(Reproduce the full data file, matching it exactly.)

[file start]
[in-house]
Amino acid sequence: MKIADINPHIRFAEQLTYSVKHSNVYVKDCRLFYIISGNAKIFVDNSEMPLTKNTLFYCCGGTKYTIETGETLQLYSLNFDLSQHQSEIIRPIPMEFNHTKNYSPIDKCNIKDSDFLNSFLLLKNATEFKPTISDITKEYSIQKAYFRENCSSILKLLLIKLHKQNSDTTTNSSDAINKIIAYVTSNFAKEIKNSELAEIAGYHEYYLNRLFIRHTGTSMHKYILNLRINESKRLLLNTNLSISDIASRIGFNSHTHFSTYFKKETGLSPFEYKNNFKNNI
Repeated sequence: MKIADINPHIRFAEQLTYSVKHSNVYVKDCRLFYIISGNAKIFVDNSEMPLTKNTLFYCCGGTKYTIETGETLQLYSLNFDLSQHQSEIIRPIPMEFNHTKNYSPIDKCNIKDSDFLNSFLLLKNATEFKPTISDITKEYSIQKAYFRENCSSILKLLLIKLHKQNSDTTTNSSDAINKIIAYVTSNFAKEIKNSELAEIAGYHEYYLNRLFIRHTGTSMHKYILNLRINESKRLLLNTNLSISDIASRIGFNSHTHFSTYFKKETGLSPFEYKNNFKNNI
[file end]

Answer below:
[in-house]
Amino acid sequence: MKIADINPHIRFAEQLTYSVKHSNVYVKDCRLFYIISGNAKIFVDNSEMPLTKNTLFYCCGGTKYTIETGETLQLYSLNFDLSQHQSEIIRPIPMEFNHTKNYSPIDKCNIKDSDFLNSFLLLKNATEFKPTISDITKEYSIQKAYFRENCSSILKLLLIKLHKQNSDTTTNSSDAINKIIAYVTSNFAKEIKNSELAEIAGYHEYYLNRLFIRHTGTSMHKYILNLRINESKRLLLNTNLSISDIASRIGFNSHTHFSTYFKKETGLSPFEYKNNFKNNI
Repeated sequence: MKIADINPHIRFAEQLTYSVKHSNVYVKDCRLFYIISGNAKIFVDNSEMPLTKNTLFYCCGGTKYTIETGETLQLYSLNFDLSQHQSEIIRPIPMEFNHTKNYSPIDKCNIKDSDFLNSFLLLKNATEFKPTISDITKEYSIQKAYFRENCSSILKLLLIKLHKQNSDTTTNSSDAINKIIAYVTSNFAKEIKNSELAEIAGYHEYYLNRLFIRHTGTSMHKYILNLRINESKRLLLNTNLSISDIASRIGFNSHTHFSTYFKKETGLSPFEYKNNFKNNI